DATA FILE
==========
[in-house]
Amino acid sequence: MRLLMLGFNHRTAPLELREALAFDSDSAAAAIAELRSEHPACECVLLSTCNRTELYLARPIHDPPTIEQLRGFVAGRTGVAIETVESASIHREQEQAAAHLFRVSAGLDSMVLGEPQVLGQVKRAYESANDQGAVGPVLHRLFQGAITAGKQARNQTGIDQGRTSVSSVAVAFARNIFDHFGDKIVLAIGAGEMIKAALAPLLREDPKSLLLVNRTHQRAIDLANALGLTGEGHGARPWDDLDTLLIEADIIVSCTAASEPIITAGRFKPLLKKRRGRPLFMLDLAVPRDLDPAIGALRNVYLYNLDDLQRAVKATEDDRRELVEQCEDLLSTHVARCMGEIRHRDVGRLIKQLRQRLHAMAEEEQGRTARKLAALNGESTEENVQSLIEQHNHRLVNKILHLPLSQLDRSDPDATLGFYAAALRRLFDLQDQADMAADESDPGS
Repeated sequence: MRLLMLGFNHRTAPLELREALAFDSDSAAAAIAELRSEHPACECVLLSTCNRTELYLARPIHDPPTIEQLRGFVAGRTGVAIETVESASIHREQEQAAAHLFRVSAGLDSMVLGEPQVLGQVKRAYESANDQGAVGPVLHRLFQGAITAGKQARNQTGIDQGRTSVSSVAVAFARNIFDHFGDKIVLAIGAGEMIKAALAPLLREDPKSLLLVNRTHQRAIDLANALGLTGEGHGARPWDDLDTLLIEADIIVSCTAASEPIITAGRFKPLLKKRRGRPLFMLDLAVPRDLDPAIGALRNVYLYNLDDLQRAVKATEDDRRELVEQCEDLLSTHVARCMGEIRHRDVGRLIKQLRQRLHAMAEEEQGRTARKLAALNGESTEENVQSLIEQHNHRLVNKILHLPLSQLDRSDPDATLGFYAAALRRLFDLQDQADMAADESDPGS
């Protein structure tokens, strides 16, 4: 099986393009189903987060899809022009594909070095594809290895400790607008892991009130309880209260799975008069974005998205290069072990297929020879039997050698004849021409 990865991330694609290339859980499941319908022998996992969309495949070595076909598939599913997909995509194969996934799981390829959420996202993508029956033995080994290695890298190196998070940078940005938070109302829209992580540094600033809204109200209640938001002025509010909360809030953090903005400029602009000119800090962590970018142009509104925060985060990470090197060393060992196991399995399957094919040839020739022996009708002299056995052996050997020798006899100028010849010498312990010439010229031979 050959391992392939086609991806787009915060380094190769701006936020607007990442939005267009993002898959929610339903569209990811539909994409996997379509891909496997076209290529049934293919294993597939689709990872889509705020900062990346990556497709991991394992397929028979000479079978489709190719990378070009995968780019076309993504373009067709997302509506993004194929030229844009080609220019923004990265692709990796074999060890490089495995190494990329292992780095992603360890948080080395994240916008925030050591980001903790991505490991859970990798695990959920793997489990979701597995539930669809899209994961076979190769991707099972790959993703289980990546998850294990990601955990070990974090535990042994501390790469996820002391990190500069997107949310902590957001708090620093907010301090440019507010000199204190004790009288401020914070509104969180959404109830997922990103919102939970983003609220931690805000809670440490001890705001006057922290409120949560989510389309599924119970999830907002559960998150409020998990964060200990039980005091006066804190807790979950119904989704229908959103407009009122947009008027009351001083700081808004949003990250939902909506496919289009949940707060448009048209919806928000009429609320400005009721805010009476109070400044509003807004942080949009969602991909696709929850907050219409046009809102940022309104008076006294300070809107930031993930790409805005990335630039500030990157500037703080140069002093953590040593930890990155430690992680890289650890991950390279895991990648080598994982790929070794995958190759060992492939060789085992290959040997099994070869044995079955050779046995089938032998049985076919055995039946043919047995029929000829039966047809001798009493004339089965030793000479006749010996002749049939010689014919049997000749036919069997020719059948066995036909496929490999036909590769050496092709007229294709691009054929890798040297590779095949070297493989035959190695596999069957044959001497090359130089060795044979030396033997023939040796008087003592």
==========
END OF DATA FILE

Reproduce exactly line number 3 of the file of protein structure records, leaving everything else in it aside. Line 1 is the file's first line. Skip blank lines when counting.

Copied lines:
Repeated sequence: MRLLMLGFNHRTAPLELREALAFDSDSAAAAIAELRSEHPACECVLLSTCNRTELYLARPIHDPPTIEQLRGFVAGRTGVAIETVESASIHREQEQAAAHLFRVSAGLDSMVLGEPQVLGQVKRAYESANDQGAVGPVLHRLFQGAITAGKQARNQTGIDQGRTSVSSVAVAFARNIFDHFGDKIVLAIGAGEMIKAALAPLLREDPKSLLLVNRTHQRAIDLANALGLTGEGHGARPWDDLDTLLIEADIIVSCTAASEPIITAGRFKPLLKKRRGRPLFMLDLAVPRDLDPAIGALRNVYLYNLDDLQRAVKATEDDRRELVEQCEDLLSTHVARCMGEIRHRDVGRLIKQLRQRLHAMAEEEQGRTARKLAALNGESTEENVQSLIEQHNHRLVNKILHLPLSQLDRSDPDATLGFYAAALRRLFDLQDQADMAADESDPGS